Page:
Ask a Local: Mercedes Cebrián, Madrid, Spain


Your name: Mercedes Cebrián

Current city or town: Madrid

How long have you lived here: 45 years, with some interruptions, as I have also lived in Philadelphia, London, and Rome.

Three words to describe the climate: Dry, hot, but sometimes nippy.

Best time of year to visit?  May and June


1) The most striking physical features of this city/town are . . .

In some areas, Madrid wants to look like Paris, and Madrid makes you think of the French city sometimes: buildings with neat façades and balconies, cafés with terraces and so on. It is not a flat city: there are many hills that produce beautiful dramatic views and allow locals and travelers to see wonderful sunsets. Its sky is always blue, so photographers are in love with it.


2) The stereotype of the people who live here and what this stereotype misses . .

“Madrileños go to bed very late in the night.” It is true that our schedules are a bit illogical and that everything takes place later than in other Western cities, but this is also due to the fact that there is light until quite late, and in the summer, the weather is so hot that you don’t dare to meet friends until at least 8 p.m.


3) Historical context in broad strokes and the moments in which you feel this history. . .

Madrid became the capital of the country in the 16th century. From then on, you can see how official institutions have shaped the city, the Prado Museum being the most important among them. The need to build more houses after the Spanish Civil War, when many immigrants from other parts of the country came here to live and work, made some outer areas of the city ugly brick containers. In the 1990s and in the 21st century, some areas of the city have been revitalized, such as the old slaughterhouse that is now an arts center.

4) Local/regional vocabulary or food?

“Caña” is the average glass of draught beer, smaller than half a pint. A small “tapa” or “pincho” (such as olives, a Spanish omelette, or some ham) is taken for granted if you order an alcoholic drink, but Madrid is becoming a bit stingy in that sense, so now you often have to order it and pay for it.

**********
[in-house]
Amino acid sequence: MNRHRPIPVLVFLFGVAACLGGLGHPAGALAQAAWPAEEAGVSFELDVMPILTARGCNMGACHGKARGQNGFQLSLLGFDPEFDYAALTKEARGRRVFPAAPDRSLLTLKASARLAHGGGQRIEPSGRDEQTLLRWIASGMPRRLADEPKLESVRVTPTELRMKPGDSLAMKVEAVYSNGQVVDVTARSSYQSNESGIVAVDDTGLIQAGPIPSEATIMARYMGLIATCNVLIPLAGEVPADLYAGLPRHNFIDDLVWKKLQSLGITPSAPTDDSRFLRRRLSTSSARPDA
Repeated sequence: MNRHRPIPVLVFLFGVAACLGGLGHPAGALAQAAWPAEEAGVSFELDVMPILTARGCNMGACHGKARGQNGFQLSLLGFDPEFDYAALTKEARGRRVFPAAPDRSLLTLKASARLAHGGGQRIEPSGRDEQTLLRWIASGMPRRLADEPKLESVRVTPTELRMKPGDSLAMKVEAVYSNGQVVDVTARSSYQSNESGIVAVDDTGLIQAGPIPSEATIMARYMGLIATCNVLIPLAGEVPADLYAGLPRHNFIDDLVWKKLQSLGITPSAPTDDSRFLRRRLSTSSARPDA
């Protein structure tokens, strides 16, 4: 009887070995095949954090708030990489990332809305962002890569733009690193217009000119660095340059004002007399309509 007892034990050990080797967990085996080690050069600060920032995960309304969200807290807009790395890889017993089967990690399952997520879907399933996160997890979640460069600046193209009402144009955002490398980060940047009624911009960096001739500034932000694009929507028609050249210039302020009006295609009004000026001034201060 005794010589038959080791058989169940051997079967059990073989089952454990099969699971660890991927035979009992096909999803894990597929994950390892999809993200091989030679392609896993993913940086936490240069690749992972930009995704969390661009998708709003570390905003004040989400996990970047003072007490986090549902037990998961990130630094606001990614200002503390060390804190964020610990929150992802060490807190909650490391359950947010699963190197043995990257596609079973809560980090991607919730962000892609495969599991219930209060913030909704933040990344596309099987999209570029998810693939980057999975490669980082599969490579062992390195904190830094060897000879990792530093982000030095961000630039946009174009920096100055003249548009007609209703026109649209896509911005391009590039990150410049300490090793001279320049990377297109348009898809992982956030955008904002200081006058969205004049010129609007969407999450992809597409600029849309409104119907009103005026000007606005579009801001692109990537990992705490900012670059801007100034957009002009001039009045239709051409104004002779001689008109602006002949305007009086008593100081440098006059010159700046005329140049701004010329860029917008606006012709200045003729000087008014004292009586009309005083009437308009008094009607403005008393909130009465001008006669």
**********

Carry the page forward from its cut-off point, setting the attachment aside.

5) Local politics and debates frequently seem to center on . . .

Traffic, though after having travelled to some huge Latin American cities I now find traffic in Madrid a totally secondary issue, as the public transport is quite good. Noise is a major issue as well: too many cafés, bars and happy people partying along its streets make Madrid a loud city.


6) Common jobs and industries and the effect on the town/city’s personality. . .

Madrid is not an industrial city; it mainly offers services for tourists, so its cityscape is full of cafés, bars, shops, theatres and cinemas. It has now become a major destination for those who love the visual arts since we have some important museums with good collections here, such as Thyssen Museum, the Prado, the Reina Sofía, and some other good galleries. These facts favor crowded city streets, even on a Monday evening.


Mercedes Cebrián was born in Madrid. She holds an MA in Hispanic Studies at the University of Pennsylvania.


Photos by author. 

Ask a Local: Mercedes Cebrián, Madrid, Spain

Related Posts


Ask a Local: Glenn Diaz, Manila, The Philippines

Abroad, I’ve encountered people whose idea of Manila is a violent, lawless place where people openly carry guns and eat dogs and sing videoke all day long. Only one of the three is true (although the Duterte regime, like good authoritarian regimes do, has mastered the art of making lawlessness seem perfectly legal and above-board).

Ask a Local: Alda Sigmundsdóttir, Reykjavík, Iceland

No doubt there are several stereotypes of the Icelanders, but one is that they are endearingly kooky and believe in elves. Like with most stereotypes there is a kernel of truth in this, in that many Icelandic folk legends center around hidden people, also called elves, that lived inside hillocks and boulders in a parallel universe.

Image of lake and sky

Ask a Local: Aimée Baker, Plattsburgh, New York

Plattsburgh borders Lake Champlain, one of the bigger lakes in the United States at 120 miles long and 12 miles wide. It’s so deep and large we have stories of our own lake monster, known affectionately as Champy, living in it. There’s no bridge from our city to neighboring Vermont, so travel across the lake is done by ferry.